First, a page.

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10 years on, Iraq War said to have cost at least 112,000 civilian lives

Including combatants on all sides and as-yet undocumented civilian fatalities that figure could be as high as 174,000, according to the Iraq Body Count organisation.

Iraqi civilians and U.S. soldiers pull down a statue of Saddam Hussein in downtown Baghdad after the US/British invasion in 2003.
Iraqi civilians and U.S. soldiers pull down a statue of Saddam Hussein in downtown Baghdad after the US/British invasion in 2003.
Image: JEROME DELAY/AP/Press Association Images

AT LEAST 112,000 civilians have been killed in the 10 years since the US-led 2003 invasion of Iraq that ousted Saddam Hussein, a new report published today claims.

Including combatants on all sides of the decade-long conflict, as well as yet undocumented civilian fatalities, the figure could rise as high as 174,000, according to the Britain-based Iraq BodyCount (IBC) group.

“This conflict is not yet history,” it said in its report, which put the number of civilian deaths since March 20, 2003 at between 112,017 and 122,438. “It remains entrenched and pervasive, with a clear beginning but no foreseeable end, and very much a part of the present in Iraq.”

IBC said that, over the years, Baghdad had been, and is still, the deadliest region in the country, accounting for 48 per cent of all deaths, while the conflict was bloodiest between 2006 and 2008.

It noted that violence remains high, with annual civilian deaths of between four and five thousand roughly equivalent to the total number of coalition forces who died from 2003 up to the US military withdrawal in December 2011, at 4,804.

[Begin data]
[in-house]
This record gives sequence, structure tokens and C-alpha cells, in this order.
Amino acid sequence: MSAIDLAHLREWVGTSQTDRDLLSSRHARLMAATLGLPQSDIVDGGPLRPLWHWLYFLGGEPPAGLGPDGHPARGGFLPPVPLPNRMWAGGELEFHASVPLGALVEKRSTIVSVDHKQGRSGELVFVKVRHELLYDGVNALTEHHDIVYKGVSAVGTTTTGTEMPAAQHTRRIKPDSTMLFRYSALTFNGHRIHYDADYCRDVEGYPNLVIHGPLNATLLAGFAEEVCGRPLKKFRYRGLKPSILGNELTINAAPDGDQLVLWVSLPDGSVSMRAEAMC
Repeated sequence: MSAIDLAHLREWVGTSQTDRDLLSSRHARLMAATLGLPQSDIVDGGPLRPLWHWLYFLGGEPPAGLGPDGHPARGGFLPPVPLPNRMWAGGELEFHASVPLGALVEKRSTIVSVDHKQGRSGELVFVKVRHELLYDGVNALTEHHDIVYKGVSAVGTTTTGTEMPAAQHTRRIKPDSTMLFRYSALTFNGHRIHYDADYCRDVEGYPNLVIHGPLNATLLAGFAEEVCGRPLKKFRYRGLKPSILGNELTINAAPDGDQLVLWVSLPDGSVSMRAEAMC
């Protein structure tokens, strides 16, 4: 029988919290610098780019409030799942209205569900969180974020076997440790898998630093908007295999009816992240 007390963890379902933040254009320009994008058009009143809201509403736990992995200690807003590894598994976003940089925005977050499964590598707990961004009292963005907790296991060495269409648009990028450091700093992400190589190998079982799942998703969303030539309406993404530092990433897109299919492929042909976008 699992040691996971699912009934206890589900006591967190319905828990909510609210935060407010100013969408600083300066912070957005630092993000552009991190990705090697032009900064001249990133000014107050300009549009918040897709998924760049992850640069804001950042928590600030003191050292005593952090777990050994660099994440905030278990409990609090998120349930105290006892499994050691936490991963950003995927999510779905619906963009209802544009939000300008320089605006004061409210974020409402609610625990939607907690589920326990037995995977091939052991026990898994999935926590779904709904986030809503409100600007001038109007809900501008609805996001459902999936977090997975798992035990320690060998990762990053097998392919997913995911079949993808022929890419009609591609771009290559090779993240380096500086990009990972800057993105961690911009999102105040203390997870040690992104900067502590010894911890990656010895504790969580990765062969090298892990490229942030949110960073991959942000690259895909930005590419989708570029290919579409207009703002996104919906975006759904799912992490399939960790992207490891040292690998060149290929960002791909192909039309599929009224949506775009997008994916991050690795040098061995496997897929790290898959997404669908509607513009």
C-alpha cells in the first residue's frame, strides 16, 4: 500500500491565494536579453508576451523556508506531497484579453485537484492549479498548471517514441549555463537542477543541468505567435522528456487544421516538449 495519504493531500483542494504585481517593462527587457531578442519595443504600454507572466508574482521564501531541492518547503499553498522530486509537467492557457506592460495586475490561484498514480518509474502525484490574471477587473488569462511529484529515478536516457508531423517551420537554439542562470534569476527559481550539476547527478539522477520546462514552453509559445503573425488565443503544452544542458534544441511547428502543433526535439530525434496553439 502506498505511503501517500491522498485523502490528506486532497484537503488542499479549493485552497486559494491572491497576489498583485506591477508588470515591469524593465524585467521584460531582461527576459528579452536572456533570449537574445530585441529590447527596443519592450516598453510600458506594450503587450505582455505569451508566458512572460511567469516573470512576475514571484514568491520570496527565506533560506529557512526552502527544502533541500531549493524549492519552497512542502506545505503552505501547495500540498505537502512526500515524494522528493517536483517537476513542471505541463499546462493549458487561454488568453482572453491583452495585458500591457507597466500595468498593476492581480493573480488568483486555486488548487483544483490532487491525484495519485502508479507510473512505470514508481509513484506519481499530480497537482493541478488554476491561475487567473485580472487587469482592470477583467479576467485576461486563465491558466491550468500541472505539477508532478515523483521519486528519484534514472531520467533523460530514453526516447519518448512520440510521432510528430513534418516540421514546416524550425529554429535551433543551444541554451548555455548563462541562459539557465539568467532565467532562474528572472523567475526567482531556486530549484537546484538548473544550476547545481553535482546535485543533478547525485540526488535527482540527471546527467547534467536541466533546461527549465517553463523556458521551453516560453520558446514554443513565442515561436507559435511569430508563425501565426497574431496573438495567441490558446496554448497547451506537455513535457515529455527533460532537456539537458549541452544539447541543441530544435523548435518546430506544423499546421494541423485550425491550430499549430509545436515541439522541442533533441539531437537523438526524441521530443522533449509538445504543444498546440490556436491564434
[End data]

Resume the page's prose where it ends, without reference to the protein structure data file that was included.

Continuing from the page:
The most violent regions were, after Baghdad, the northern and western provinces, dominated by Iraq’s Sunni Arab minority which controlled Iraq during Saddam’s rule but which has since been replaced by the Shiite majority.

‘It was right’

Meanwhile, the former British prime minister who led his country into the war remains adamant he took the right decision.

Tony Blair and then US president George W Bush were both convinced of the need to act against Iraqi dictator Saddam Hussein and his alleged weapons of mass destruction (WMD).

However, these weapons never materialised and although Saddam was ousted within weeks of the March 2003 invasion, Iraq soon descended into chaos at the hands of insurgents and militia groups.

“I still believe it was right to remove Saddam,” Blair told Britain’s ITV television. “We sometimes forget now what the regime was actually like and the devastation it caused.

“Hundreds of thousands of people died in his wars. He used chemical weapons against his own people.”

Blair’s name will be forever linked to the war in Iraq, and his rare public appearances in Britain are routinely dogged by protesters who want him tried for war crimes.

- © AFP, 2013

Read: The aftermath of war: UK military personnel ‘at increased risk of violent offending’

Read: Vigil at Shannon Airport marks 10 year anniversary of Iraq war

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